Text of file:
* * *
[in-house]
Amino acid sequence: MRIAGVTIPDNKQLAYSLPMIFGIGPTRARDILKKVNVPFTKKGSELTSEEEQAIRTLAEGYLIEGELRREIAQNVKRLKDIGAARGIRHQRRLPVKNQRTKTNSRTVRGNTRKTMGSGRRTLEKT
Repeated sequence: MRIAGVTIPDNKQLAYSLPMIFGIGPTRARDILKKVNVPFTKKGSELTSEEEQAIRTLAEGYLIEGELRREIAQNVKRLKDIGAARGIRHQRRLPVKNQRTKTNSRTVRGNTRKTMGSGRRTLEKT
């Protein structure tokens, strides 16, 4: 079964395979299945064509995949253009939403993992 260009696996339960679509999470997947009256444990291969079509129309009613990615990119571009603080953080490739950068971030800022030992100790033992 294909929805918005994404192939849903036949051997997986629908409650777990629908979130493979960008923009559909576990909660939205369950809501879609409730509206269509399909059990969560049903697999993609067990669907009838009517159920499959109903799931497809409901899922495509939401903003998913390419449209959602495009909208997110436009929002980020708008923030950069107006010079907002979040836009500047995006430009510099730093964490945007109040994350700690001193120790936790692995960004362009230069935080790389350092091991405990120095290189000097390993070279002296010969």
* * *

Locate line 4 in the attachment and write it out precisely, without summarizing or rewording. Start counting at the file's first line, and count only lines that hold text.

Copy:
């Protein structure tokens, strides 16, 4: 079964395979299945064509995949253009939403993992 260009696996339960679509999470997947009256444990291969079509129309009613990615990119571009603080953080490739950068971030800022030992100790033992 294909929805918005994404192939849903036949051997997986629908409650777990629908979130493979960008923009559909576990909660939205369950809501879609409730509206269509399909059990969560049903697999993609067990669907009838009517159920499959109903799931497809409901899922495509939401903003998913390419449209959602495009909208997110436009929002980020708008923030950069107006010079907002979040836009500047995006430009510099730093964490945007109040994350700690001193120790936790692995960004362009230069935080790389350092091991405990120095290189000097390993070279002296010969």